Wrenching an etymology out of a monkey
By Anatoly Liberman
Primates have given Germanic language historians great trouble. In the most recent dictionary of German etymology (Kluge-Seebold), the entry Affe “ape” is one of the most detailed. In the revised version of the OED, monkey is also discussed at a length, otherwise rare in this online edition. Despite the multitude of hypotheses, the sought-for solution is not in view. (Mine, however, will appear at the end of the present post.) Only one thing is clear: wherever the ancestors of the modern Germanic speakers lived, including the southernmost areas of the lands they once inhabited (Italy and the shores of the Black Sea), they could not observe monkeys and apes roaming tropical woods. This means that the names of both animals are, most probably, borrowed.
No extant citation of monkey predates 1530 (so the OED), and the word cannot be much older. Before the sixteenth century, ape was the generic term for both species. The question is about the original land of the import. The suspects are two: northern Germany and some Romance country. In Spanish, mona (feminine) and mono (masculine) resemble monkey, and in Middle French monne (Modern French mone) has been attested. Likewise, Italian had monna ~ mona. The source of those words remains undiscovered; clearly, monkeys were as foreign to the Romance speaking lands as they were to the English and Germans. In the nineteenth century, etymologists accepted the explanation of Friedrich Diez, the founder of Romance comparative philology, who looked upon mona as a “corruption” of Madonna. He based his conclusion on the fact that the name of a female monkey surfaced before the name of its masculine partner.
Skeat, The Century Dictionary, and others followed him, though Skeat suggested that monkey was an alteration of Old Italian monicchio, a diminutive of monna. He traced it back to Latin domina and referred to Madonna “my lady”: “The degradation of the term is certainly very great; but there is an exactly parallel instance in the case of the term dam, which has been degraded from the Latin domina, in French ‘notre dame’, till it now means only the mother of racehorse, or of a less important animal.” This reconstruction is but slightly different from Diez’s. Later researchers went to Greece, Turkey, India, and the Arab lands for the elusive etymon. I am leaving out of account a few fanciful suggestions that may amuse but not enlighten our readers. In no modern Romance language, except Spanish, is mono the main name of the monkey. In Italy, it turned up in 1438, a century before it reached an English book. The first French citation goes back to 1545.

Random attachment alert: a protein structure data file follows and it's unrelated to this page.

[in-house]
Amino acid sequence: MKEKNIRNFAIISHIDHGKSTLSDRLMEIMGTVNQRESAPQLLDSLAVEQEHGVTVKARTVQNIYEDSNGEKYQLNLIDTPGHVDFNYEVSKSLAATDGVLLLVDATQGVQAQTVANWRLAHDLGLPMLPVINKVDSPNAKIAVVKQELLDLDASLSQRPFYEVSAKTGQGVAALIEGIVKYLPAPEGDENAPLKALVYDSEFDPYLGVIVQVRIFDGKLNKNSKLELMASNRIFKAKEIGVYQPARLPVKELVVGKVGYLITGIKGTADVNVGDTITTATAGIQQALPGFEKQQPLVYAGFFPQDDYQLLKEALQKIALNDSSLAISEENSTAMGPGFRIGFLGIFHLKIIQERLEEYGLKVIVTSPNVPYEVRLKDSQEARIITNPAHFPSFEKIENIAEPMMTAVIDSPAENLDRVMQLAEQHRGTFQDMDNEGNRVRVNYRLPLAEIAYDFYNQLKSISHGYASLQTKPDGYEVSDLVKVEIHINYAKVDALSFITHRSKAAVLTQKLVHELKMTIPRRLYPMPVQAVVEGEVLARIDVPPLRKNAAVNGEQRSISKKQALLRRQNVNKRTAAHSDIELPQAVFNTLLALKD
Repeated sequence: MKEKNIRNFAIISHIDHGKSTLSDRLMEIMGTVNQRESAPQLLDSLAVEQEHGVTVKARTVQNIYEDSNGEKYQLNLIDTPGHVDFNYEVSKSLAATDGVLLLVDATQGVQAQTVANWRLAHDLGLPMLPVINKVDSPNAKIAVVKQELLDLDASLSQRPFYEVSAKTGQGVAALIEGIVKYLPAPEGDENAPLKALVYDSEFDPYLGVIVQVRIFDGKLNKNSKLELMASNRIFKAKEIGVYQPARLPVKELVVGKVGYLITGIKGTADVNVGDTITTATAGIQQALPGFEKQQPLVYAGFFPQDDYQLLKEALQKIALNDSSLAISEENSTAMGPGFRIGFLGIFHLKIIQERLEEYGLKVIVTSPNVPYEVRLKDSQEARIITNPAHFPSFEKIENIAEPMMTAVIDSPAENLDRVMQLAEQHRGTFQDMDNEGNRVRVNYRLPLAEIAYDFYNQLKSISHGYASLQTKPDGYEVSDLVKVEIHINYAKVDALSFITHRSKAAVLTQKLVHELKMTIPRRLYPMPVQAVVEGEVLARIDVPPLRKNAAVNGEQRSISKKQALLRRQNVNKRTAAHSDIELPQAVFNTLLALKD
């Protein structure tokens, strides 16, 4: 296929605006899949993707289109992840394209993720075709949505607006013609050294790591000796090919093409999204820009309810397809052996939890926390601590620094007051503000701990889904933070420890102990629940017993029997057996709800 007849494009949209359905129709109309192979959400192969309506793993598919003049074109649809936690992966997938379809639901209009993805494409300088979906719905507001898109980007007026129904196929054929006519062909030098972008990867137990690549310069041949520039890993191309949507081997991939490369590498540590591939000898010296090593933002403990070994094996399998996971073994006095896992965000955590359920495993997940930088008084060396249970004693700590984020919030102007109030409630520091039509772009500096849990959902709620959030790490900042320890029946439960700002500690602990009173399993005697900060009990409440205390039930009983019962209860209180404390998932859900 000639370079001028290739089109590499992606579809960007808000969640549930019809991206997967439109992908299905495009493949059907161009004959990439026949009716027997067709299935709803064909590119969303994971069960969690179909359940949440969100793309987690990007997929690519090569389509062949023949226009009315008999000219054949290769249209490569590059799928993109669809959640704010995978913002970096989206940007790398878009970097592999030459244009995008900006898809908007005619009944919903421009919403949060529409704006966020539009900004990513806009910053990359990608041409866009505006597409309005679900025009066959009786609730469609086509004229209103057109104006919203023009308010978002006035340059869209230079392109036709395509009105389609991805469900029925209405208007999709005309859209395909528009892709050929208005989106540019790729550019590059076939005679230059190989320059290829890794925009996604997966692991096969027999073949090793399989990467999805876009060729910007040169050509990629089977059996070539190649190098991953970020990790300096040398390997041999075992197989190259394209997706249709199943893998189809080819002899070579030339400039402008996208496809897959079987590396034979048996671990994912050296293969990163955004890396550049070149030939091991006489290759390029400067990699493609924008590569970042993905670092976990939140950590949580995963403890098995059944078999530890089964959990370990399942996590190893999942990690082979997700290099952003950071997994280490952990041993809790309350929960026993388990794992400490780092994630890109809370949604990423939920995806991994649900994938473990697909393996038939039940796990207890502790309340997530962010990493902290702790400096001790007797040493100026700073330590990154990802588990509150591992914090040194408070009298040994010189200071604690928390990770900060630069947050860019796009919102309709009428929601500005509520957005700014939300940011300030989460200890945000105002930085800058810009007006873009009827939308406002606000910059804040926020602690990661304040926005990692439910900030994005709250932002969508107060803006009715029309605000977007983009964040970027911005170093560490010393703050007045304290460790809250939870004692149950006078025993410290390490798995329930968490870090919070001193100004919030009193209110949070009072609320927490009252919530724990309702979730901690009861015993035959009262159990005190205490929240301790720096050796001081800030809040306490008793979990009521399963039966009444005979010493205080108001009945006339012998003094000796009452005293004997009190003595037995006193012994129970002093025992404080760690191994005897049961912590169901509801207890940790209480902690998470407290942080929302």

The central argument in my reasoning resolves itself into the following. The English hardly coined the word monkey; they must have borrowed it. Therefore, I have no sympathy for the conjecture of Klaus Dietz (not to be confused with Friedrich Diez!) that monkey is a native word, made up of the root monk and the suffix -ie ~ -(e)y. Little capuchin monkeys allegedly resembled little Capuchin friars; moreover, apes were traditionally used in satiric portrayals of the clergy. Dietz advanced his idea in 2006 and wrote a short article on this subject in 2008. The most recent entry in the OED online testifies to Dietz’s influence. Long ago, Eduard Mueller (or Müller) remarked in his useful but now forgotten dictionary of English etymology (1865-67; 1878) that English speakers could not help noticing a strong resemblance between monkey and both monk and man. Before him, Franciscus Junius (1743; a posthumous edition) had the same idea, and in 1863 August Lübben considered but rejected this possibility. I also refuse to treat monkey as a word initially endowed with the sense “little monk.”Another theory takes us to the famous Low German animal epic Reynke de Vos (1498) or (in French) Reynard the Fox. In it Martin the ape has a son Moneke; in French, the “youngster” is called Monnekin. Both -ke and -kin are familiar diminutive suffixes: compare Engl. manikin, another word strongly resembling monkey. Some scholars thought that Moneke had come to England with German traveling showmen or by some such route. But there are problems with this idea: the vowels of monkey (whose first syllable rhymes with dun rather than don) and Moneke do not match, and nothing testifies to the popularity of the poem’s fame in England in the first quarter of the sixteenth century. The name of Martin’s son occurs only once in the poem, and it is unbelievable that it could have stayed in people’s memory and caught their fancy to such an extent as to cause the formation of a new word. Dietz makes this point, and his objections to the Moneke theory, contrary to his etymology, are irrefutable.